Imaging USA 2020: Day 1

Imaging USA is the longest-running photographic conference, trade show, and exhibit in the USA, drawing over 10,000 photographers each year, dating back to 1880.

This is my third edition, second time in Nashville, Tennessee. Last year I attended Imaging USA in Atlanta. I can now be fully considered a seasoned veteran of the show. 


I come to Imaging USA for essentially three reasons: the International Photographic Competition exhibition to which I submit images every year, the expo to keep the pulse of the Photography Industry aimed at professionals rather than consumers and the sessions, covering topics that range from the business of photography to the technical aspects.

Day 1

The keynote this year was by David Kwik from Kwik Learning

Fun guy. Surely very knowledgeable. The keynote felt very scripted and rehearsed. Surely very polished, but lacking that human warm touch that makes a great speaker exceptional.

Most of the information presented is also well known. 

A couple of takeaways:

- Memory is connected to emotions
- Avocado is good for your brain

    I will still not eat avocado.

    At times, the keynote felt like a big ad for Kwik's new book. I've seen better, but I've also seen much worse keynotes.

    I moved next to a couple of hours of sessions. 

    The first one I attended was by Scott Robert Lim. A really fun guy and, allegedly, the only asian who dropped out of college I would ever meet. His words.

    The session was about creating a luxury brand, in his case in the context of wedding photography: be likable, of course, dress well, be nice, people remember your brand only if they like you.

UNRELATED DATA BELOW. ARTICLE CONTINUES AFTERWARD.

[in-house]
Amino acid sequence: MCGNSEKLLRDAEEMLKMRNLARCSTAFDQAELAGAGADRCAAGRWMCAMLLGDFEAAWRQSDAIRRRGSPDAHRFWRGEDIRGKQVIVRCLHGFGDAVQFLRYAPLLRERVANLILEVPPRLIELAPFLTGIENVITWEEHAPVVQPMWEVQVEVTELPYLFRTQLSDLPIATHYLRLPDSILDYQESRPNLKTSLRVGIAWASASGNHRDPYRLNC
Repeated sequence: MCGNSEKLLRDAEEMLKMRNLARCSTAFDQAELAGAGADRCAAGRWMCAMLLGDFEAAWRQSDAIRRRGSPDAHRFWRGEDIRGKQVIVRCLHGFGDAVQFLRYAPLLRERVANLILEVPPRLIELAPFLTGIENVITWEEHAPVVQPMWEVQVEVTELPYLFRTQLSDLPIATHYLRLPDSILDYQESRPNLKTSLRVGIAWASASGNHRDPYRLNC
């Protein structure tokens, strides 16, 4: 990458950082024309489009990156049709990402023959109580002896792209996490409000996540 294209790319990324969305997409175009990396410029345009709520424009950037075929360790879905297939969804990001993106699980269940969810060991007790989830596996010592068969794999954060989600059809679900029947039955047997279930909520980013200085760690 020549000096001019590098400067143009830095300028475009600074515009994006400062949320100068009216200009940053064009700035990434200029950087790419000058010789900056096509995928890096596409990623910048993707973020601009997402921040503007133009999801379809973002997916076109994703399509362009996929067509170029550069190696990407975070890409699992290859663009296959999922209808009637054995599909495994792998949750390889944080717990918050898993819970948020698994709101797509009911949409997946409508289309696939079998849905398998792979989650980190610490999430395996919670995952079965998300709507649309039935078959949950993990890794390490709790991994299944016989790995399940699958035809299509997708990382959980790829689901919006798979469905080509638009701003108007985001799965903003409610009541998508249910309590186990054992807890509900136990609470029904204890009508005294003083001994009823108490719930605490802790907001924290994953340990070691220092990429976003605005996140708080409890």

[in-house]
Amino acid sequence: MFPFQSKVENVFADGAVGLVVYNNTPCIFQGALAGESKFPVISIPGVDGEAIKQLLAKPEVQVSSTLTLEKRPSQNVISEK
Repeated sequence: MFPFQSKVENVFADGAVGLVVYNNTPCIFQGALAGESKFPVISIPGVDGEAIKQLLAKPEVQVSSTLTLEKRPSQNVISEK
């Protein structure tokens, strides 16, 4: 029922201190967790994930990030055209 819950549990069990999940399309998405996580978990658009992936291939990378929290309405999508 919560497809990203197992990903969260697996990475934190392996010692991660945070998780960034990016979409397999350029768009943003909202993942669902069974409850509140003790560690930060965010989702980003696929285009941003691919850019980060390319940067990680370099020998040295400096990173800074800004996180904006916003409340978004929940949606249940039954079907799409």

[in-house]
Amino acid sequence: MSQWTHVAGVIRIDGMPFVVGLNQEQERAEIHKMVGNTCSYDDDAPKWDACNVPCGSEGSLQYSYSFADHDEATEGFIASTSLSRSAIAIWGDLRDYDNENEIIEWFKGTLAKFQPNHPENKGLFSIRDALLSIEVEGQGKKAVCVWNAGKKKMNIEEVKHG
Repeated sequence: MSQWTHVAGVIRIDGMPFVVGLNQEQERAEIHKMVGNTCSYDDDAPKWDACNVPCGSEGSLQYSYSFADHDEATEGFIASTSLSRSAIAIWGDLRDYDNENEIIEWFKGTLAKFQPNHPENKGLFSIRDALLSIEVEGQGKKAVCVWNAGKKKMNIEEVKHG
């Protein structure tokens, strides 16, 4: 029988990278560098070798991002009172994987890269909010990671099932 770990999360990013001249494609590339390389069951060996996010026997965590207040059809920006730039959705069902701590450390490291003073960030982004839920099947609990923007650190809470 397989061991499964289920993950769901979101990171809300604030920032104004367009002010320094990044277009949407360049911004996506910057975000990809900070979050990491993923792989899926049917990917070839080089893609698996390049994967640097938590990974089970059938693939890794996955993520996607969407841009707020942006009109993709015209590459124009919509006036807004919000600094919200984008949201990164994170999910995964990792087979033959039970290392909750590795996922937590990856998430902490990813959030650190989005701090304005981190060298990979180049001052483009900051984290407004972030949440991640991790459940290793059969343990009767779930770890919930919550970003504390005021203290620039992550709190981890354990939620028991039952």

All obvious stuff, but very well presented and engaging.

    And finally the moment I've been expecting for few months. The International Photographic Competition exhibition opened! 

    And there it was, White Dunes, in the Loan Collection. And a little tear coming down my cheek.

    White Dunes, Fine Art Limited Edition Print.

    Yes, I'm emotional too.

    Black Ocean (though with a different title) and White Wave were also being exhibited in the general collection.

    I took some (many) selfies and moved on to the next session of the day.

    Ian Spaniar is a really good portrait photographer with tons of experience, who set out to share some of his vast experience with us. 

    Ian's session was pretty boring though, not much of an entertaining speaker. Though very knowledgable. Some interesting information, but again, geared towards portraits. 

    Did I mention that talks at Imaging USA are mostly about portrait and wedding photography?

    Yes I did.

    I could use some of Ian's tips about posing for my landscape work though. Ask a mountain range to move a little bit here, rotate a touch there, I'll be back in 2 million years to take the shot.

    That will work.

    The only thing left to do after the last session of the day was partying!

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